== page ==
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. Last Updated: 07/27/2016

Deputies Tempt Fate With New Lottery Law

The State Duma on Tuesday passed in a crucial second reading a law on lotteries that will be the first in Russia to regulate the luck industry if eventually signed into law.

Estimates vary, but it is thought that Russians spend up to $400 million per year on various types of lotteries run by between 150,000 and 250,000 companies throughout the nation -- all of which operate without any legal oversight.

Currently, the Finance Ministry is empowered to issue lottery licenses, but it has neither a special department to deal with the issue nor any hard and fast rules about who is entitled to receive them.

"Some companies receive a license and some don't, but the Finance Ministry never explains why in either case," said Boris Kruglyansky, vice president of Interlot, which conducts the Zolotoi Klyuch television lottery and is lobbying for the bill's passage.

Kruglyansky said the most important thing to have in his business is ground rules.

"Now, there is no register to identify lottery operators and nobody to look for them if they cheat," he said.

The deputy head of the Duma's budgetary committee, Vitaly Shuba, who helped draft the bill, said the law is designed to bring order and "world-class standards" to the industry and create an "effective government mechanism for attracting voluntary funds from lottery participants."

The ultimate goal, Shuba told RIA Novosti, is to use at least 10 percent of all lottery revenues to help fund "socially significant" projects for culture, sports, science and health.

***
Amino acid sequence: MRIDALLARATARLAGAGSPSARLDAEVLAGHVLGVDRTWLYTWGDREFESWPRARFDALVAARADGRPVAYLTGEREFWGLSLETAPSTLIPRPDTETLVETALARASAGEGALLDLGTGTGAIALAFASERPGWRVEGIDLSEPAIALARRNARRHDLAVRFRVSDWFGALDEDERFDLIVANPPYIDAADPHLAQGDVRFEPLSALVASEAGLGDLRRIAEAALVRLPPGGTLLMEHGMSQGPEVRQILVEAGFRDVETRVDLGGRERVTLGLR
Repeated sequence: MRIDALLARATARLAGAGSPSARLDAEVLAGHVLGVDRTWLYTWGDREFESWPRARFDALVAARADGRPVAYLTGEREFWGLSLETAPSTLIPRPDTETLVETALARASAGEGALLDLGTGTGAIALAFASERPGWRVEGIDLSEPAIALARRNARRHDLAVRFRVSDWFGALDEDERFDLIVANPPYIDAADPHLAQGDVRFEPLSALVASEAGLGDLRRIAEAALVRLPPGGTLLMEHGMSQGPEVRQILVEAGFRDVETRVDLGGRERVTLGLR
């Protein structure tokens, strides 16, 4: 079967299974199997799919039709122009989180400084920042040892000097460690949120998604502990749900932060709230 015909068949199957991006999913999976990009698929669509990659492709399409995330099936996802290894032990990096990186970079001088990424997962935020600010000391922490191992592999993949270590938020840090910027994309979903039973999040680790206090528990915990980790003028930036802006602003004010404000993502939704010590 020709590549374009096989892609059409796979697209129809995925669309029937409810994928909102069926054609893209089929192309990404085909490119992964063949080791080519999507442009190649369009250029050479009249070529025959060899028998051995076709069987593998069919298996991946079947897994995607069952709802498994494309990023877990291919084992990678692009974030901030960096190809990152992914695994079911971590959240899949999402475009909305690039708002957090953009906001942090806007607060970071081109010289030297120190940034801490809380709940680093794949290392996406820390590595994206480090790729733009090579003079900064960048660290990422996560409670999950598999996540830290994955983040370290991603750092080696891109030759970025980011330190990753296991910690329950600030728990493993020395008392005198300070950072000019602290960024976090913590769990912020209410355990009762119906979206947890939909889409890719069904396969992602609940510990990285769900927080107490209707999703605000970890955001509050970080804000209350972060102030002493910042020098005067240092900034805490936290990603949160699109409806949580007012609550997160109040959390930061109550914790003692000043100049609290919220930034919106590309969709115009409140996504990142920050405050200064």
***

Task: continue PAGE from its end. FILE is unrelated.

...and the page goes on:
Although this is the seventh attempt to pass a bill to regulate lotteries, Shuba said this one differs in that it is based on several years' analyses of other countries' experiences.

Among other things, the bill would create a unified state register of lottery operators.

The bill does not specify which federal body will be responsible for regulating the industry, but it does lay out the requirements to obtain a license as well as spell out the rights lottery participants do and do not have.

As for the prospects of the bill becoming law, Kruglyansky admitted it would take a little luck.

"Once a draft law got to a third reading, but [then-President Boris] Yeltsin vetoed it, so it's too early to say we are happy."

The world lottery market is estimated to be worth between $150 billion and $160 billion per year. Americans lead the way, spending $30 billion per year, followed by the Japanese at $8 billion per year and the Germans, who spend $6 billion.